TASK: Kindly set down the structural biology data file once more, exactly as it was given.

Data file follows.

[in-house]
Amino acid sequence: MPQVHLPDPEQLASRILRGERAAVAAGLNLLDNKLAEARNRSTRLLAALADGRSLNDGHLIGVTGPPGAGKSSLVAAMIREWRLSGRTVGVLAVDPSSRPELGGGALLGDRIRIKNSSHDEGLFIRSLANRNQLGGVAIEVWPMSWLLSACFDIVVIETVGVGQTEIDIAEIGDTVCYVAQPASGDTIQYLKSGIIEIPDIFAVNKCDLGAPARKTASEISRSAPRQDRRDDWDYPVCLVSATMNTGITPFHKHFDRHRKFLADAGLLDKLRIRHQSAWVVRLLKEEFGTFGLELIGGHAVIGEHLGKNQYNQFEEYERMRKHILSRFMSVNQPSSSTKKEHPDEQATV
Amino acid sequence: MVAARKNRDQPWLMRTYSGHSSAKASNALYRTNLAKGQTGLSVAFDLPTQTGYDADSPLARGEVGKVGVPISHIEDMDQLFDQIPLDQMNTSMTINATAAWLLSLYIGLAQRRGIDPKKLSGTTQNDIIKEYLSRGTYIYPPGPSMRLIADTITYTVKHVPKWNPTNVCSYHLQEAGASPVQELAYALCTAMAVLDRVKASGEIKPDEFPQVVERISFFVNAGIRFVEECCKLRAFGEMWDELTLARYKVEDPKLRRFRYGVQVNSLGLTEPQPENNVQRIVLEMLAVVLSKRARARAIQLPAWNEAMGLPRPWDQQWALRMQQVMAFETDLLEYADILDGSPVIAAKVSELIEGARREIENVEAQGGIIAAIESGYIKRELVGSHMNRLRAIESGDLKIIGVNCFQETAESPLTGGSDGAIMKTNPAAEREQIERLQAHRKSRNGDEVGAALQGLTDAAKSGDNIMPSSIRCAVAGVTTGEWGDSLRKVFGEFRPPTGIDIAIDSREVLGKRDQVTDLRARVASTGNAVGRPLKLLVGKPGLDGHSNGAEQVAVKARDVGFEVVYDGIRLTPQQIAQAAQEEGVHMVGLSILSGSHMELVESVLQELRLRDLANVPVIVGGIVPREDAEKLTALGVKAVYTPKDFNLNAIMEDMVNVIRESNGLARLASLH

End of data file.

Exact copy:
[in-house]
Amino acid sequence: MPQVHLPDPEQLASRILRGERAAVAAGLNLLDNKLAEARNRSTRLLAALADGRSLNDGHLIGVTGPPGAGKSSLVAAMIREWRLSGRTVGVLAVDPSSRPELGGGALLGDRIRIKNSSHDEGLFIRSLANRNQLGGVAIEVWPMSWLLSACFDIVVIETVGVGQTEIDIAEIGDTVCYVAQPASGDTIQYLKSGIIEIPDIFAVNKCDLGAPARKTASEISRSAPRQDRRDDWDYPVCLVSATMNTGITPFHKHFDRHRKFLADAGLLDKLRIRHQSAWVVRLLKEEFGTFGLELIGGHAVIGEHLGKNQYNQFEEYERMRKHILSRFMSVNQPSSSTKKEHPDEQATV
Amino acid sequence: MVAARKNRDQPWLMRTYSGHSSAKASNALYRTNLAKGQTGLSVAFDLPTQTGYDADSPLARGEVGKVGVPISHIEDMDQLFDQIPLDQMNTSMTINATAAWLLSLYIGLAQRRGIDPKKLSGTTQNDIIKEYLSRGTYIYPPGPSMRLIADTITYTVKHVPKWNPTNVCSYHLQEAGASPVQELAYALCTAMAVLDRVKASGEIKPDEFPQVVERISFFVNAGIRFVEECCKLRAFGEMWDELTLARYKVEDPKLRRFRYGVQVNSLGLTEPQPENNVQRIVLEMLAVVLSKRARARAIQLPAWNEAMGLPRPWDQQWALRMQQVMAFETDLLEYADILDGSPVIAAKVSELIEGARREIENVEAQGGIIAAIESGYIKRELVGSHMNRLRAIESGDLKIIGVNCFQETAESPLTGGSDGAIMKTNPAAEREQIERLQAHRKSRNGDEVGAALQGLTDAAKSGDNIMPSSIRCAVAGVTTGEWGDSLRKVFGEFRPPTGIDIAIDSREVLGKRDQVTDLRARVASTGNAVGRPLKLLVGKPGLDGHSNGAEQVAVKARDVGFEVVYDGIRLTPQQIAQAAQEEGVHMVGLSILSGSHMELVESVLQELRLRDLANVPVIVGGIVPREDAEKLTALGVKAVYTPKDFNLNAIMEDMVNVIRESNGLARLASLH